Regardless of whether you're in the hotel industry or in the restaurant or foodservice industries, it is critical to have a handle on the risks and potential pitfalls associated with the relationship between the franchisor and franchisee.  Among the risks that a franchisor faces is the possibility that a franchisee will stop working to promote and support the franchisor's brand, and turn around and use the valuable industry insight that was gained while operating the franchise in order to compete with the franchisor.  This risk is especially acute when a former franchisee attempts to compete by using a product or brand that is confusingly similar to that of the franchisor.

Such were the facts in the case of Mister Softee, Inc. v. Tsirkos, 14-Civ-1975 (S.D.N.Y. June 11, 2014), where the defendant, a former New York City area franchisee of the popular Mister Softee ice cream trucks, stopped performing under his franchise agreements with the plaintiff-franchisor, and started competing with Mister Softee in the same geopgraphic areas where he had previously operated as a Mister Softee franchisee.  Further complicating matters for the franchisor, the defendant deployed "Master Softee" trucks  trucks that were almost identical to the familiar Mister Softee trucks.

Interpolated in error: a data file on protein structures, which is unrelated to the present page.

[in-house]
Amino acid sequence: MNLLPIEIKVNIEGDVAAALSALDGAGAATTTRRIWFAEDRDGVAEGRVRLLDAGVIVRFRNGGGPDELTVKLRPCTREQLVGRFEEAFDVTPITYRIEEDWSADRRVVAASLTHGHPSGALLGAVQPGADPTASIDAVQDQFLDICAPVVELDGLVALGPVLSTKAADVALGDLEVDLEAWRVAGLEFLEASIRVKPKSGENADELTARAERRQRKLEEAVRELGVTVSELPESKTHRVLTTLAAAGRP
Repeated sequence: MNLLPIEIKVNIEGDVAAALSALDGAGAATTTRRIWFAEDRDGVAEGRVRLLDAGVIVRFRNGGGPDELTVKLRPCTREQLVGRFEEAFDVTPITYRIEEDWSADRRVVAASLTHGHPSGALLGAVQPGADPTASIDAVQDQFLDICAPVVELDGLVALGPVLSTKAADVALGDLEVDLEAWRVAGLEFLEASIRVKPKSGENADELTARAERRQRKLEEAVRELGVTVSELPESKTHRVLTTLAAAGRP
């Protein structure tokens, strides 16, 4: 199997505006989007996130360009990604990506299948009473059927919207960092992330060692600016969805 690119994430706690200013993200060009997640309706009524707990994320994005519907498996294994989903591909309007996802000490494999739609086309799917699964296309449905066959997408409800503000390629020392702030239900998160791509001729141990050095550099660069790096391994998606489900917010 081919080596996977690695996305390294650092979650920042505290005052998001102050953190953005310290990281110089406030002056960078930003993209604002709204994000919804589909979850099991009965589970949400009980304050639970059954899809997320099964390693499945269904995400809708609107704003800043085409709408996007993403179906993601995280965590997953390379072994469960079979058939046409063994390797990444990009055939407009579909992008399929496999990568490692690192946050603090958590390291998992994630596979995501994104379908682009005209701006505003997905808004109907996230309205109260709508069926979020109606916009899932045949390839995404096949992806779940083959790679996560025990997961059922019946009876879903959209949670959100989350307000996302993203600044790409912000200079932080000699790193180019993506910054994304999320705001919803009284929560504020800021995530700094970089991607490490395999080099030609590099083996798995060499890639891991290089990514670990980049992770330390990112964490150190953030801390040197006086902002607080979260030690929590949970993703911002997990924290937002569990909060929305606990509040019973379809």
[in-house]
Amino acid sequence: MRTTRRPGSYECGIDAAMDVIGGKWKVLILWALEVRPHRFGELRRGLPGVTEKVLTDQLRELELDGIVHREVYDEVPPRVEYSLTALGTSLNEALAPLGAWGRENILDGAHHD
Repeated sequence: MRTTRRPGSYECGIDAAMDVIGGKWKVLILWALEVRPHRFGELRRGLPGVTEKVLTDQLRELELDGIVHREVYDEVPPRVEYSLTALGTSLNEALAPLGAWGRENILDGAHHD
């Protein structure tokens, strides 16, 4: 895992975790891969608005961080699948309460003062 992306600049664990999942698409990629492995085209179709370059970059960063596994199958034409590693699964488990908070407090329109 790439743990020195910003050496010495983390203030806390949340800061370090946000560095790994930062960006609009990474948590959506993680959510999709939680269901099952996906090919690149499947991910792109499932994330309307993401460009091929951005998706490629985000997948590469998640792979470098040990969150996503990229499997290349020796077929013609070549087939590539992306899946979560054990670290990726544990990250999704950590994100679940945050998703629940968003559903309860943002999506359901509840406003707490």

The franchisor commenced its action and immediately asked for preliminary injunctive relief based on trademark infringement and breach of a restrictive covenant (non-compete) in the parties' franchise agreement.  As to the latter, the defendant's attorneys presented the novel and admittedly creative argument that the non-compete was invalid because the franchisor had failed to "provide" the defendant with a copy of the Mister Softee prospectus at the time of the agreement's execution, as is required by New York's Franchise Sales Act.  The Court rejected the argument and found that that the franchisor had, in fact, offered the prospectus to the defendant at the time of signing, but that the defendant had declined to take it because he felt assured in his knowledge of the mobile soft-serve ice cream business.  Based on these facts, the Court found that the franchisor had complied with New York's Franchise Sales Act requirement that the franchisor "provide" the franchisee with a prospectus at the time the parties enter into a franchise agreement.

Given the facts and outcome of this case, franchisors are clearly well-advised to comply with all formal requirements of the Franchise Sales Act.  Such compliance may come in handy if the relationship with a franchisee goes sour, as was the case in the Mister Softeedispute.